India’s tinkering with lead economic indicators and suppression of discomforting economic data is prompting global economists to plan an independent index for India, former RBI Governor Raghuram Rajan told India Today TV’s Rajdeep Sardesai and Rajeev Dubey.
“There is a whole lot of noise around our statistics to the extent that investors are starting to get worried and people are talking about a Li Keqiang index for India,” says Rajan.
The Li Keqiang Index was created by The Economist and named after head of China’s Liaoning province who allegedly said he did not trust government statistics and maintained his own index of broad industrial indicators that couldn’t be easily fudged such as electricity consumption and railway volume.
India has restructured the GDP methodology and, of late, withheld discomforting employment data prepared by NSSO which suggested unemployment is at a 4-decade high. India also held back FDI data inexplicably.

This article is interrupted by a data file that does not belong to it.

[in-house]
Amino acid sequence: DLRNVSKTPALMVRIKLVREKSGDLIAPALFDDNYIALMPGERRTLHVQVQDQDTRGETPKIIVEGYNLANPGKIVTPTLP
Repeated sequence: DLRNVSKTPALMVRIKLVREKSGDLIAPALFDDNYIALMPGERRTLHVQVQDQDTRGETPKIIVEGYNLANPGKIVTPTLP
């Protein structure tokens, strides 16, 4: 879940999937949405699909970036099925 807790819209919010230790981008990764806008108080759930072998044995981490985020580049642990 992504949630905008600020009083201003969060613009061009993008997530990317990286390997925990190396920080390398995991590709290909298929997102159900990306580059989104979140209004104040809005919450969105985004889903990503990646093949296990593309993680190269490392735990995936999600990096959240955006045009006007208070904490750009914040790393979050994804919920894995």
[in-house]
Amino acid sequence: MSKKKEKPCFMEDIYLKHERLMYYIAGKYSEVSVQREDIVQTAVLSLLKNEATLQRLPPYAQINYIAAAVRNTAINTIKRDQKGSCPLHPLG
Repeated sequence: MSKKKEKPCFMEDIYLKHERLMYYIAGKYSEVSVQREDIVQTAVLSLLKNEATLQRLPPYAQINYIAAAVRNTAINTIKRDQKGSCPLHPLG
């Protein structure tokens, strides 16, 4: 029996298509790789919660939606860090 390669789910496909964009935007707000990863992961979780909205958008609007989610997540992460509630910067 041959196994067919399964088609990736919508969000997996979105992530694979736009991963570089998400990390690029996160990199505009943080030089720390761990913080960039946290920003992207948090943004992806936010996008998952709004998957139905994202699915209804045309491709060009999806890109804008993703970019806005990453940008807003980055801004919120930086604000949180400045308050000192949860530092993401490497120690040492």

Earlier this month, 108 economists had issued a statement objecting to the tinkering with India’s economic indicators. “The national and global reputation of India’s statistical bodies is at stake. More than that, statistical integrity is crucial for generating data that would feed into economic policy-making and that would make for honest and democratic public discourse,” the economists said in a statement.
Their move was later countered by 131 chartered accountants who endorsed the government’s statistics and called the economists’ intervention “baseless allegations with political motivations”.
A US State Department memo exposed by WikiLeaks said, Li Keqiang who was then the People’s Party Committee Secretary for Liaoning, told US ambassador that he did not trust Liaoning’s GDP numbers. Hence, he created his index of three leading indicators: Rail cargo volume, electricity consumption and credit issued by banks.
Investment bank Haitong Securities also used the term ‘Keqiang index’ in its index to indicate the deceleration in China’s economy since 2013.
“Some people are developing a Li Kequiang Index for India because they are no longer paying attention to the GDP numbers. Our GDP numbers are not being trusted by international investors which is why we need some outside opinion, a committee of experts, may not be all from outside the country but who can reliably pronounce on the quality of our statistical structure,” says Rajan.
Incidentally, right after the restructuring of India’s GDP methodology, Mumbai-based broking firm Ambit Capital had created its own Keqiang Index. Ambit’s Keqiang Index captured power consumption, air cargo, vehicles sales and capital goods imports.